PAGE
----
NEW DELHI (Reuters) - An Empowered Group of Ministers (EGoM) has recommended a cut of up to 50 percent in the auction reserve price for airwaves used by phone carriers operating on the CDMA platform, raising the odds for the local unit of Russia's Sistema to continue operating in the world's second-biggest mobile phone market.
The panel on Monday recommended to the cabinet that the starting price for the airwaves be cut by 30-50 percent, two government officials told reporters. The cabinet has the final say on airwave prices.
India is betting on the revenue from phone airwave auctions and stake sales in state-run companies to plug its widening fiscal deficit. The government raised less than a quarter of its 400-billion-rupee target in a November auction.
The government is putting on the block GSM airwaves worth 200 billion rupees in the next auction, which Telecommunications Minister Kapil Sibal said is due to start from March 11. The CDMA airwaves auction will also happen in March after bidding for GSM, he said.
Sibal declined to comment on any recommendation for a cut in CDMA airwave reserve price.
India auctioned airwaves in November after a court revoked the permits of several cellular carriers and redistributed airwaves through open bidding.
The auction did not see any takers for CDMA (Code Division Multiple Access) airwaves, while only part of the airwaves for more popular GSM services were sold with carriers criticising the reserve price as too high.
The government had earlier set the reserve price of CDMA airwaves at 36.4 billion rupees per megahertz for all of India's 22 telecommunication zones, or 30 percent higher than that of GSM airwaves. CDMA operators need a minimum of 2.5 megahertz of spectrum to provide services.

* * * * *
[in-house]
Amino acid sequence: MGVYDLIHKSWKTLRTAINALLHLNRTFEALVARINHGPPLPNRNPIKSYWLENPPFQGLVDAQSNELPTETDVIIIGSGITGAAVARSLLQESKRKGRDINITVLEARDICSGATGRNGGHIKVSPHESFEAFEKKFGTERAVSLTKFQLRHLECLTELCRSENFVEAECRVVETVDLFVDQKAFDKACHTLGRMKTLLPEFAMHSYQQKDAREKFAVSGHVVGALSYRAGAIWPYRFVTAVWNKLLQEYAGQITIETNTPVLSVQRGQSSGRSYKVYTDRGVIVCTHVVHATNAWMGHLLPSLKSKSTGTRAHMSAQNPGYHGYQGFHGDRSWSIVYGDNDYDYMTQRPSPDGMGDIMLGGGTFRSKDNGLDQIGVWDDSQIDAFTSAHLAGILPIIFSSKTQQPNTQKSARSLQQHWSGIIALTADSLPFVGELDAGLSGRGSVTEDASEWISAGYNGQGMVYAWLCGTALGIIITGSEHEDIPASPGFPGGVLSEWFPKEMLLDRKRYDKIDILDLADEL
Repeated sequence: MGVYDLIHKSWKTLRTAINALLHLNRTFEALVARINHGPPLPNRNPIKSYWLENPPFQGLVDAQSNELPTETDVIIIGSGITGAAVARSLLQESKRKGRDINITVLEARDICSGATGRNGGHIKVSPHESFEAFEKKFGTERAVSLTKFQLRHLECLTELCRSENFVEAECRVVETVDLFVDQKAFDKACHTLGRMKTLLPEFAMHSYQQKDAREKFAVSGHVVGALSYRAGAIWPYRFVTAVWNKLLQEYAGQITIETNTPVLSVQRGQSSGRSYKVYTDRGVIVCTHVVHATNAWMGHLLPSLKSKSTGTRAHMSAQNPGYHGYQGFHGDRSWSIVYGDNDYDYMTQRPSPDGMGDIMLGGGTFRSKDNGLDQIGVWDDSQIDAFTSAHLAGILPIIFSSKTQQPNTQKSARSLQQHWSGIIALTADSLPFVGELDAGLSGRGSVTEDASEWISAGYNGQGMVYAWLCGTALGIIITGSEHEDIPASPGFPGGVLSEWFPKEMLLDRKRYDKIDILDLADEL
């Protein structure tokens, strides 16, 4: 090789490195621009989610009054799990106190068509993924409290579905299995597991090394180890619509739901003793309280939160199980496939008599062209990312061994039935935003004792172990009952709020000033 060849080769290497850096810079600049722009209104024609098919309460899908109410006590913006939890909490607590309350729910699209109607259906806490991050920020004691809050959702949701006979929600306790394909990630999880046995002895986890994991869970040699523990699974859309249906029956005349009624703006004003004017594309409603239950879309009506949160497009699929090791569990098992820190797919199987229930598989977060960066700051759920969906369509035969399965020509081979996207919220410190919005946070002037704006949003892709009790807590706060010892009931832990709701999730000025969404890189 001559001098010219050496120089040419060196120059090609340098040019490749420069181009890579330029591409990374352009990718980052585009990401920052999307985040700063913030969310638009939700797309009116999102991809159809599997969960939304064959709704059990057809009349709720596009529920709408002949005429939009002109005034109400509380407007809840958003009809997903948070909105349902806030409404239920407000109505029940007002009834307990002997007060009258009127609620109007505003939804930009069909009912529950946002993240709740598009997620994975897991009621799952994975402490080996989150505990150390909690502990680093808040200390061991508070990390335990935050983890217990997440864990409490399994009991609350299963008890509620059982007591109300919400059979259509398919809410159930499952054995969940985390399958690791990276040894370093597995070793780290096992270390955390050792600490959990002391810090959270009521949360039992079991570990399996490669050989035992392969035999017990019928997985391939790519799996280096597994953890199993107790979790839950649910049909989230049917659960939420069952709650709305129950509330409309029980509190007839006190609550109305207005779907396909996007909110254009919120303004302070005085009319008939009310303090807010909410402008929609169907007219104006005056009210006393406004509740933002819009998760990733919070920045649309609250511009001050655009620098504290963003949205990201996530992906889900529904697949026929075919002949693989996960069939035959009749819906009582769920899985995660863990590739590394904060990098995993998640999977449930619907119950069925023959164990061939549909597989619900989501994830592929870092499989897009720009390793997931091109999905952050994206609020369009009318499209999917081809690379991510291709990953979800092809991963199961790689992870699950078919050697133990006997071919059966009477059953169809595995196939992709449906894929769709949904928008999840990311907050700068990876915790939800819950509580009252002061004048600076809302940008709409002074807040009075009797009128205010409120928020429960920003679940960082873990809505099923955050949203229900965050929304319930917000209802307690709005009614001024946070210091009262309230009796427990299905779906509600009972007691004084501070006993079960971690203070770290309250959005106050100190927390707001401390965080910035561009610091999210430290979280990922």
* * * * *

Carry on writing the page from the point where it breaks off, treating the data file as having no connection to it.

The CDMA airwave auction is crucial for Sistema Shyam TeleServices Ltd, which has been ordered to shut operations in all but one of India's 22 zones because it did not participate in the last auction.
The dispute over Sistema's permits has strained ties between India and Russia, which has a 17 percent stake in the company's Indian venture.
Reliance Communications, India's No.3 carrier that operates on both GSM and CDMA technology platforms, rose as much as 3.5 percent after the news. The company has not said if it is looking to bid for CDMA airwaves, but will benefit from a lower surcharge for existing airwaves.
Tata Teleservices (Maharashtra) Ltd, the listed unit of India's sixth-biggest carrier Tata Teleservices, also rose 2.3 percent.
Companies, whose permits have been ordered to be revoked by the Supreme Court have been asked to shut down operations by January 18. But government officials have indicated that The telecommunications ministry might seek more time for them from the Supreme Court to attract bidders in the next auction.
(Additional reporting by Aradhana Aravindan in MUMBAI; Editing by Matt Driskill)